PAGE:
It’s a bold move to make a sequel to what’s generally regarded as one of the greatest horror movies ever made and having recently competed a Halloween trilogy writer director David Gordon Green turns his attention and makes Exorcist Believer a sequel to the original film that was made before he was even born.
Victor Fielding (Leslie Odom Jr) and his heavily pregnant wife are holidaying in Haiti when a disastrous earthquake hits and she is caught in a collapsing building and is rescued only for Doctors to tell Victor that they can only save either his wife or the unborn child. They can’t save both and he has to make the choice. 13 years later back home in the US Victor is now raising his teenage daughter Angela (Ludya Jewett) on his own. Angela’s growing up to be a normal teenager with her friend Katherine ( Olivia )’Neill) whose own parents are devout Christians whereas Victor has lost any belief. But the parents are to soon find themselves realizing one of two fears of all parents of a teenage daughter when they both go missing – the other fear being that they start dating Russel Brand. Its three days later that the pair are found in a farmhouse barn 30 miles away with no memory of what has happened.
With police and hospital doctors carrying out their checks all seem OK. The 13 year old girls are moody, potty mouthed, aggressive and withdrawn, in other words perfectly normal teenagers but it’s enough for the parents have them committed but an incident with a ward nurse suggests that they are demonically possessed. It’s Victor, essentially an atheist, who calls in Christine MacNeil, mother of the possessed girl Regan in the original film. Estranged from Regan, Christine has spent the subsequent years studying exorcisms from all religions, faiths and beliefs and bizarrely now regards herself as an exorcist in one of the films many strange leaps of faith – it’s like Donald Trump believing he could be President because he once watched an episode of The West Wing. But despite all the signs of demonic possession with one character even noting the smell of sulphur. a sign that had us believing our Editor was possessed too until he told us he’d just had curried eggs for lunch. But with the Catholic church refusing to authorise any of their priests to conduct an exorcism the parents, in another twist of nonsense, seem content to let anyone have a go as the film leads to the showdown exorcism where they find that the two girls hearts beat as one and they must choose only one to survive and the other to be dragged to hell with the demon.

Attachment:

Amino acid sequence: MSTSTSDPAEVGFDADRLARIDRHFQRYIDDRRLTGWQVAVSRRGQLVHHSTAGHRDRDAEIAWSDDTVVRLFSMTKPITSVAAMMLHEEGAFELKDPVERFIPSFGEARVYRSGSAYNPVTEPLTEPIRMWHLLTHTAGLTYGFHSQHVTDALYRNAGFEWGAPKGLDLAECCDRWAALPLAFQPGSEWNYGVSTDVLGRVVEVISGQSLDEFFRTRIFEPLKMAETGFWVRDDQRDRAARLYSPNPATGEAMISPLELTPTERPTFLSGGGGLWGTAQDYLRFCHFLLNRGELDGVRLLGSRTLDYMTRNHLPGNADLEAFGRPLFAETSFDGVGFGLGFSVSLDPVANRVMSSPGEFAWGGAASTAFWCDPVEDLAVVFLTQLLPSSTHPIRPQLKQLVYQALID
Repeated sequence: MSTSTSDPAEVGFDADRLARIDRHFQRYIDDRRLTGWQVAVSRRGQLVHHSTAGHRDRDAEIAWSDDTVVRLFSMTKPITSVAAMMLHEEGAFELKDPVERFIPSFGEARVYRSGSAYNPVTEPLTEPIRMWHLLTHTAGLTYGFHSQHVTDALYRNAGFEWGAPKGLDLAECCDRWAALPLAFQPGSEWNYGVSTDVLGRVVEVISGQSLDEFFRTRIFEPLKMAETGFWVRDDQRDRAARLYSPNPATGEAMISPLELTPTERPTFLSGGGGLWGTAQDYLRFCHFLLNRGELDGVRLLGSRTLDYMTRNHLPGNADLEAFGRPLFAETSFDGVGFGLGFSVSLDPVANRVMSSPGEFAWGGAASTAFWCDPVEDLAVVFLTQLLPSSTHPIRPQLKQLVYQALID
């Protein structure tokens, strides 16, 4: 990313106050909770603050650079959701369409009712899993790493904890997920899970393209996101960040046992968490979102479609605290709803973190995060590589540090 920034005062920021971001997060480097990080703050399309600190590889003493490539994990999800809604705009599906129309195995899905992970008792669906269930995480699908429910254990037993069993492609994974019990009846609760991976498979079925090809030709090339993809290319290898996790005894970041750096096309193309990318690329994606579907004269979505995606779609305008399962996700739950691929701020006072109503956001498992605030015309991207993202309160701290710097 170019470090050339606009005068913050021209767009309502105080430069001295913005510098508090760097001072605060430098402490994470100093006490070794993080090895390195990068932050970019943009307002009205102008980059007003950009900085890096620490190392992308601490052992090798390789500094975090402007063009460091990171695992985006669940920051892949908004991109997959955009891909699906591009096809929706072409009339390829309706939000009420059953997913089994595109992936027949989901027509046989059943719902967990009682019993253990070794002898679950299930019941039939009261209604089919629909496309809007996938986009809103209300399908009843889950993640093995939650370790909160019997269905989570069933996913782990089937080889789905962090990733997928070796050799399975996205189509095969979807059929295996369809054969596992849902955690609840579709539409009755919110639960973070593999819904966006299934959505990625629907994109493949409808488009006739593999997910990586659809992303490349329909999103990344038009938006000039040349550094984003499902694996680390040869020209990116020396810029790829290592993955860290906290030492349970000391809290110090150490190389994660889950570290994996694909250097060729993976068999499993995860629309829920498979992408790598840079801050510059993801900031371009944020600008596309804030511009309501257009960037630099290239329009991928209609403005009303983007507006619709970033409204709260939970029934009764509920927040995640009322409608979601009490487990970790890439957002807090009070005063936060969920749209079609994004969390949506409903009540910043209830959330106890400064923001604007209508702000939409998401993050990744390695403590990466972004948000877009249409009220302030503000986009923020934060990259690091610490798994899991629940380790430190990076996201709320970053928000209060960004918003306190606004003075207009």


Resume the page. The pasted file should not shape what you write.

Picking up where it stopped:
The Exorcist as much as it is regarded a horror film was also an exploration of faith with the two priests Father Merrin (Max von Sydow) and Father Karras (Jason Miller) contemplation of what they are dealing with and the nature of good and evil. There’s little of that here with Ann Dowd’s nurse who almost became a nun dealing with the theology with another character bringing in a hint of voodoo that’s first glimpsed in the opening scenes and really this undermines the deeply catholic first film.
Exorcist Believer in fairness does approach its subject with solemnity to balance out its showdown exorcism but this is something of a variation and rehash of the first film and serves to underline that the original film, though still undeniably powerful, was something that had never been seen before and since then has been parodied to death that makes any modern day version difficult.
Related feature: Max Von Sydow obituary
Related feature : What happened to those steps in The Exorcist?
Here’s The Exorcist Believer trailer…….